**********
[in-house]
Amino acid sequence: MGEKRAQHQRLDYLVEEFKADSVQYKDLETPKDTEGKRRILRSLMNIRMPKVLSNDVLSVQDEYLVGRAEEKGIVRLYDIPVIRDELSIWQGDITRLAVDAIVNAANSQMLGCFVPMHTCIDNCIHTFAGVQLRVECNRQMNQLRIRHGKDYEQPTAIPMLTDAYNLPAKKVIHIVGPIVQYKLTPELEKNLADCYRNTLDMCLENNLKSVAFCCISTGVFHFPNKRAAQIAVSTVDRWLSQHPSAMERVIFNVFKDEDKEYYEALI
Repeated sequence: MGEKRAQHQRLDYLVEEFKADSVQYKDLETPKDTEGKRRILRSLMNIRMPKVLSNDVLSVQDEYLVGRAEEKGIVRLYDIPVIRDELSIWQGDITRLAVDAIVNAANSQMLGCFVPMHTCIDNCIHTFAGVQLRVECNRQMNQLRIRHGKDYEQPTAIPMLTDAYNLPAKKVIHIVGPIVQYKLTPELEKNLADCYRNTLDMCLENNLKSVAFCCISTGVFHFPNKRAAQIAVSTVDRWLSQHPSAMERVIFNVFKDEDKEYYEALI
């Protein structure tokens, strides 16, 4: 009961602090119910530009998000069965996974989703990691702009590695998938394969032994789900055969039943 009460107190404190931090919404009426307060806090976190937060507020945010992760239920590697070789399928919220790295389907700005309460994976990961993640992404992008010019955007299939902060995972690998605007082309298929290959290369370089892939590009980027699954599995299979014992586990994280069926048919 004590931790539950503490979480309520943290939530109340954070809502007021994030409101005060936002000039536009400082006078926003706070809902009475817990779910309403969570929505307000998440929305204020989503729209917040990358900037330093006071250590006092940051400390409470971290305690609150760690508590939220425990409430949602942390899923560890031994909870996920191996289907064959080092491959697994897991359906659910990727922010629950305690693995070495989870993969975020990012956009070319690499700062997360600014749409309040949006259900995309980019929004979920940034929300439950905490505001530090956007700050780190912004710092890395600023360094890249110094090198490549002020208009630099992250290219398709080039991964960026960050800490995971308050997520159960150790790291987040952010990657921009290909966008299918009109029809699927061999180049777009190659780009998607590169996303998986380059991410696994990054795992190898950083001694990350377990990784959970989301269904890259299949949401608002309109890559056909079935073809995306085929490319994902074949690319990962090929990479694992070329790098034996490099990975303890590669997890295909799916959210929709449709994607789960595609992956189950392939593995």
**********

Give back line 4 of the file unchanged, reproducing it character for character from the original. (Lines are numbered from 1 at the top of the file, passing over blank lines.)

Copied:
């Protein structure tokens, strides 16, 4: 009961602090119910530009998000069965996974989703990691702009590695998938394969032994789900055969039943 009460107190404190931090919404009426307060806090976190937060507020945010992760239920590697070789399928919220790295389907700005309460994976990961993640992404992008010019955007299939902060995972690998605007082309298929290959290369370089892939590009980027699954599995299979014992586990994280069926048919 004590931790539950503490979480309520943290939530109340954070809502007021994030409101005060936002000039536009400082006078926003706070809902009475817990779910309403969570929505307000998440929305204020989503729209917040990358900037330093006071250590006092940051400390409470971290305690609150760690508590939220425990409430949602942390899923560890031994909870996920191996289907064959080092491959697994897991359906659910990727922010629950305690693995070495989870993969975020990012956009070319690499700062997360600014749409309040949006259900995309980019929004979920940034929300439950905490505001530090956007700050780190912004710092890395600023360094890249110094090198490549002020208009630099992250290219398709080039991964960026960050800490995971308050997520159960150790790291987040952010990657921009290909966008299918009109029809699927061999180049777009190659780009998607590169996303998986380059991410696994990054795992190898950083001694990350377990990784959970989301269904890259299949949401608002309109890559056909079935073809995306085929490319994902074949690319990962090929990479694992070329790098034996490099990975303890590669997890295909799916959210929709449709994607789960595609992956189950392939593995």